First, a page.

The L.A. Times reports that the value of the pension fund’s
real estate holdings fell 30% in the quarter that ended September 30 compared
with the previous quarter, according to a consultant for system. Year over
year, it dropped 48.7%.
A memo from the fund’s adviser, Pension Consulting
Alliance Inc. of Encino, said the system is reviewing its relationships with
its individual investments and with its individual investment managers. “A
number of managers have been or are in the process of being terminated as their
performance and judgment proved to be well below expectations,” the memo
said, according to the Times.
CalPERS fired its
real estate adviser, McFarlane Partners, in October.
The news report said losses on residential and commercial properties reduced
the value of CalPERS’ real estate portfolio to $13.6 billion, eliminating six
years’ worth of gains. Real estate investments have underperformed all the
fund’s benchmarks. The 4.4% average yearly return for 10 years was
substantially below a benchmark based on other investors’ results of 8.9%,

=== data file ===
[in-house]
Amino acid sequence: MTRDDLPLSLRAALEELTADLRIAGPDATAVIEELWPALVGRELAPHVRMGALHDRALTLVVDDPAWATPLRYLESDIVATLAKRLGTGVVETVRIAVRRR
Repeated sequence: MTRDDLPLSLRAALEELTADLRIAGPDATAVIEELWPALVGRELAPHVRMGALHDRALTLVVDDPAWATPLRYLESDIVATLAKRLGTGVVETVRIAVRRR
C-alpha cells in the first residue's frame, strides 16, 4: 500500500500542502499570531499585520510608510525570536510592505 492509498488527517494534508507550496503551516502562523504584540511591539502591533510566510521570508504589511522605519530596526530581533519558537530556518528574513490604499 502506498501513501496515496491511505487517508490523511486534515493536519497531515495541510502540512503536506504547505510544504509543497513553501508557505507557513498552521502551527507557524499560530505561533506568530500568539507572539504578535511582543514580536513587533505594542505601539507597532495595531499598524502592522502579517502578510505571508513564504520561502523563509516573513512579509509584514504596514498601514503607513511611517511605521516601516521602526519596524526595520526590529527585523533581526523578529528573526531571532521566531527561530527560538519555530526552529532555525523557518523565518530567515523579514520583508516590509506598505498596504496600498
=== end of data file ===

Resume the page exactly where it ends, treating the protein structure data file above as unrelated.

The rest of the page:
Pension Consulting Alliance said.
CalPERS’ real estate investments were hit hard in June 2008 by a $1-billion
writeoff for the bankrupt Newhall Ranch residential project north of Los
Angeles, according to the Times. An additional $500 million put into a
partnership in the Stuyvesant Town-Peter Cooper Village apartment complex in
New York is threatened by a collapse of the residential property market and the
prospect of bankruptcy by CalPERS’ partners, Blackrock Inc. and Tishman Speyer
Properties (see Pension-Backed NYC Investment could be in Foreclosure by 2010).
The pension fund, which provides retirement benefits for 1.6 million former state and local government workers, says it needs an average return of 7.75% a year to meet its long-term obligations.
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